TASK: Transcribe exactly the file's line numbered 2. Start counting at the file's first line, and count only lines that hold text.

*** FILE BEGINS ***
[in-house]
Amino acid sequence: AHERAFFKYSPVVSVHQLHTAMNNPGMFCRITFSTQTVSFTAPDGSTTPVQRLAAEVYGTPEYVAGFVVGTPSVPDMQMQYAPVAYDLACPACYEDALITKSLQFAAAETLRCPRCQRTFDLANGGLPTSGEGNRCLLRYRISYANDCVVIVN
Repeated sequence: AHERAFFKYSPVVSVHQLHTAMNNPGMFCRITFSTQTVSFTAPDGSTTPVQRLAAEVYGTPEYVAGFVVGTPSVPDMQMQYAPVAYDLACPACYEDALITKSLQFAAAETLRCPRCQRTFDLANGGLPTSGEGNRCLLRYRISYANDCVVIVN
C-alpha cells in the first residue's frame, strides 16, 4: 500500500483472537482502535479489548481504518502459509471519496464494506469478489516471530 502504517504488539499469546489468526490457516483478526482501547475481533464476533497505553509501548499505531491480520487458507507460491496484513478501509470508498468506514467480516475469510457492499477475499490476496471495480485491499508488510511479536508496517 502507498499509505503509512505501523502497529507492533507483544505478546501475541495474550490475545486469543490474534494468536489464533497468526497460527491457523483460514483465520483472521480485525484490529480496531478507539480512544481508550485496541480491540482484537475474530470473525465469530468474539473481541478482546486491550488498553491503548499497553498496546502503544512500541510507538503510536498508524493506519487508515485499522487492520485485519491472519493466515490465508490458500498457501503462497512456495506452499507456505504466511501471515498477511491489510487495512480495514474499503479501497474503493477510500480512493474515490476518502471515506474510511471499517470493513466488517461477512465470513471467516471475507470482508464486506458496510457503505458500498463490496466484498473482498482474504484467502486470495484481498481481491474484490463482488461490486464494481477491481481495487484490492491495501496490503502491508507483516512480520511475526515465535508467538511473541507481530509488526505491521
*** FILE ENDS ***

Amino acid sequence: AHERAFFKYSPVVSVHQLHTAMNNPGMFCRITFSTQTVSFTAPDGSTTPVQRLAAEVYGTPEYVAGFVVGTPSVPDMQMQYAPVAYDLACPACYEDALITKSLQFAAAETLRCPRCQRTFDLANGGLPTSGEGNRCLLRYRISYANDCVVIVN